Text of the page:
What would using only 10% be like?

If you aren't convinced and still believe the hype, let me drop some knowledge:

If we take 10% of all the dimensions we end up with:

Brain weight: 0.3 lbs
Brain dimensions: 0.5 in X 0.7 in X 0.3 in

Note: as stated in the comments, this isn't mathematically correct. But then again, the entire myth isn't correct. 

If shrunk down, it would look something like this (this is completely inaccurate, but it's close.)


From this view, many neuroscientists could pick out areas that are seemingly "10%" of the surface area of your cortex. I've chosen a few to elaborate on...


If you only could use 10% of your brain, you could only use one of these two areas. Red is known as Broca's area and blue is known as Wernicke's area. Broca's area is used for speech production. If you've ever met someone who had Broca's aphasia, which is an impairment to this area, they have troubles trying to clearly verbalize what they want to say -- sometimes coming out like stutters or single words. Wernicke's area is used for speech processing, or being able to comprehend and integrate what you want to say. People with Wernicke's aphasia sometimes produce very nonsensical sentences -- their Broca's area is fine, so it sounds like a normal sentence, but the meaning is jumbled and incomprehensible. This is sometimes known as "word salad".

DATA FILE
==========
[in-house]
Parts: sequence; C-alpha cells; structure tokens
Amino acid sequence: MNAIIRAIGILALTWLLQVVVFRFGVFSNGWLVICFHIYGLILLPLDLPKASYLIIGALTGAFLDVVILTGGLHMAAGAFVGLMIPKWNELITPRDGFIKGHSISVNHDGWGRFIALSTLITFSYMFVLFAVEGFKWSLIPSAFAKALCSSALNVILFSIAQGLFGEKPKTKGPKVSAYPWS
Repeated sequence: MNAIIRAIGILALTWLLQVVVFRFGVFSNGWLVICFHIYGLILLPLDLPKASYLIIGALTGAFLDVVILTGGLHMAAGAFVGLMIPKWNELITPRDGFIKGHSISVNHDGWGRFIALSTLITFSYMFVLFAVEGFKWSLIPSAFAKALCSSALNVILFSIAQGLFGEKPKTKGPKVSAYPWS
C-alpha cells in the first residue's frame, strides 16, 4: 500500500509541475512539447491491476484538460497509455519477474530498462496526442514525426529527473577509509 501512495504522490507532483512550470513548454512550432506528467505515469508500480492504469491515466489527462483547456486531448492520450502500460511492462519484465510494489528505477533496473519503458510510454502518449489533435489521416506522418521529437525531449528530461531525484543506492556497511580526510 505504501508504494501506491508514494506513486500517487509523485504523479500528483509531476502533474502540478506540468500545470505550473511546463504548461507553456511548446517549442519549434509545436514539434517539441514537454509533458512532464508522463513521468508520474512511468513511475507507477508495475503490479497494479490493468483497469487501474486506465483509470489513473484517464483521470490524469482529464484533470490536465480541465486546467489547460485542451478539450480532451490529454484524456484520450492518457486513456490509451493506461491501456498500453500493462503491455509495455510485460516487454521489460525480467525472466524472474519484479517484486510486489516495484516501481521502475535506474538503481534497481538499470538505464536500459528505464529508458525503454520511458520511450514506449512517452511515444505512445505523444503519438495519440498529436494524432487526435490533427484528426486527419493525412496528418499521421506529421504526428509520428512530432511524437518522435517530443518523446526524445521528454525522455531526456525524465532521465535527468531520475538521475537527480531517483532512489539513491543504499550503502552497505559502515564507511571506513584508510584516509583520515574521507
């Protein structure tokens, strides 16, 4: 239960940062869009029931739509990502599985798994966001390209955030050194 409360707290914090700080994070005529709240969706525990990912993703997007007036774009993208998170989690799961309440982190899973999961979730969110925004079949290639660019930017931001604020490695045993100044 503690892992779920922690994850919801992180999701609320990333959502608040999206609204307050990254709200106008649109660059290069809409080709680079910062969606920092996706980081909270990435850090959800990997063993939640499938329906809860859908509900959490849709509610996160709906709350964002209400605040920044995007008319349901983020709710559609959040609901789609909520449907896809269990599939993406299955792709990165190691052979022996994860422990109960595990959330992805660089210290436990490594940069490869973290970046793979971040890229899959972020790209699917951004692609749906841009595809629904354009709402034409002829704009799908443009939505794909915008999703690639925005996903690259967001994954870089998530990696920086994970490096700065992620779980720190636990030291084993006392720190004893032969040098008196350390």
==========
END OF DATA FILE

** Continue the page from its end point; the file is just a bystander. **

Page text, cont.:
YOU COULDN'T DO ANYTHING ELSE. In fact, you wouldn't even be able to talk in order to make use of these speech areas (we'll get to that in a second).